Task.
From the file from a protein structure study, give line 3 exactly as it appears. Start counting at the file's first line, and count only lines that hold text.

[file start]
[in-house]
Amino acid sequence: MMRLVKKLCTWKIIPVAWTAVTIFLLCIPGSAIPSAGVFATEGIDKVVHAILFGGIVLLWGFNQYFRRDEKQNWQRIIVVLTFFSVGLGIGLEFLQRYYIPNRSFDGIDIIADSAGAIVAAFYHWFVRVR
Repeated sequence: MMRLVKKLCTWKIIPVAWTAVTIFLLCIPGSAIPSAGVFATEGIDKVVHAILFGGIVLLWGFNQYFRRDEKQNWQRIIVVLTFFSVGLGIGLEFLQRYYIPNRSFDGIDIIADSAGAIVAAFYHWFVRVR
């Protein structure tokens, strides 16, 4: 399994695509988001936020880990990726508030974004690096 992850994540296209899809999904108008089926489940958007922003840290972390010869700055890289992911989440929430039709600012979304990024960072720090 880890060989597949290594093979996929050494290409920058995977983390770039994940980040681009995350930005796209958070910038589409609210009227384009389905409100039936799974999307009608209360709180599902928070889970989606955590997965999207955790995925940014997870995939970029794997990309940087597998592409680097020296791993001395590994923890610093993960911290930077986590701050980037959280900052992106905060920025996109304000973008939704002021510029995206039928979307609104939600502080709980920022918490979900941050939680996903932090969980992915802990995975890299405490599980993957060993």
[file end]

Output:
Repeated sequence: MMRLVKKLCTWKIIPVAWTAVTIFLLCIPGSAIPSAGVFATEGIDKVVHAILFGGIVLLWGFNQYFRRDEKQNWQRIIVVLTFFSVGLGIGLEFLQRYYIPNRSFDGIDIIADSAGAIVAAFYHWFVRVR